1. Previous projects had undertaken study tours to other pacific islands and some of the selected stakeholders had already attended these trips.
  2. Deposit legislation, organics management and the formation of a Recycling association. To ensure participants got a well-rounded foundation on the principles of both deposit legislation and composting as well as establishing ongoing connections with the waste and recycling association in Australia.

The delegates were chosen based on the following criteria:

  1. Management of waste collection services in each country
  2. Management of landfill in each country
  3. Management of waste management policy in each country

Outcomes

Phase 1 – Local solution case studies

Best practice demonstrations were undertaken in all communities and islands visited to provide residents with ideas on source separation and waste disposal that could be undertaken locally without extensive external intervention.

It was noted that most all communities visited in Solomon Islands were practicing sup sup garden technique (organic gardens) and composting organic waste at the household level. APWC decided to recommend and demonstrate digging of small landfills behind homes to reduce burning of household waste at each of the following communities;

  1. Lungga river community
  2. Yellow Bamboo community
  3. Arabella community
  4. Ambu community

In addition, in Solomon Islands, APWC decided to focus on policy and planning, rather than community based best practice solutions as a result of the gap analysis conducted. The following five best practice actions were presented;

  • Introducing Pre-paid bag system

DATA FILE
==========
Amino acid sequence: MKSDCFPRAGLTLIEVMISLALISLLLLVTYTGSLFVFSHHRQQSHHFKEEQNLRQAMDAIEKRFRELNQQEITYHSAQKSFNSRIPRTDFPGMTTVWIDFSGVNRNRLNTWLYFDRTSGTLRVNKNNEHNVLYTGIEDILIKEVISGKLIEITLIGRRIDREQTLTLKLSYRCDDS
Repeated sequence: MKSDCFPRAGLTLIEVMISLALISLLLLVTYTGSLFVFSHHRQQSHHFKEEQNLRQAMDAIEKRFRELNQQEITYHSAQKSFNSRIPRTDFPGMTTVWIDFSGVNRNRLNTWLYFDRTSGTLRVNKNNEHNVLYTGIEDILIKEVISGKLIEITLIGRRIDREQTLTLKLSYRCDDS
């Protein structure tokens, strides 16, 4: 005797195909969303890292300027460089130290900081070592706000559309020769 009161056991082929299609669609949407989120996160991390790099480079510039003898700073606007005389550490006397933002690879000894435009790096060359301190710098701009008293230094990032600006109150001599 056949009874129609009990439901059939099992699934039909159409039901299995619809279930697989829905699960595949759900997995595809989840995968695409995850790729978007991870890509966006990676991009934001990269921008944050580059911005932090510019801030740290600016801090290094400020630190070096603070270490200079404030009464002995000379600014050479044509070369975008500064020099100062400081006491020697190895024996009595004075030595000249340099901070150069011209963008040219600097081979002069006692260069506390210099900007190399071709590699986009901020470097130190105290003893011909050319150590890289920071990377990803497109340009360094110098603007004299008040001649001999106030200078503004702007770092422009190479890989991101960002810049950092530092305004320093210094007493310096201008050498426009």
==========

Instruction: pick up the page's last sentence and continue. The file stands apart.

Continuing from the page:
• Process of introducing a plastic bag ban, including legislation and required paperwork
  • Implementing simple low-tech composting techniques using local materials
  • Waste and Recycling Association guidance and support from Australian counterparts
  • Training sessions focussed on;
    • Contract management and tenders
    • Equipment
    • Container Deposit Scheme

Best practice showcase

The Best Practice Showcase was delivered to delegates from Vanuatu, Solomon Islands and other regional organisations with a presence in the South Pacific from 4–6 February 2019 in Sydney, Australia. Delegates from Vanuatu, Solomon Islands and collaborative organisations including JICA and SPREP attended. Seminars were hosted in the Waste Contractors and Recyclers Association of NSW (WCRA) offices and site visits arranged so that delegates could observe waste management practices first hand. Evaluation of the showcase identified a high level of delegate satisfaction with the programme. All delegate responses were positive. Respondents felt there was a high degree of relevance and professional growth arising from their participation.

The best practice showcase delivered;

  • Presentations and site visits providing Australian context
  • Candid discussion on a range of waste management areas including;
    • contract structures and contract management
    • optimised waste fleets and their management
    • container deposit schemes (CDS)
    • extended producer responsibility schemes (EPS)
    • education and engagement.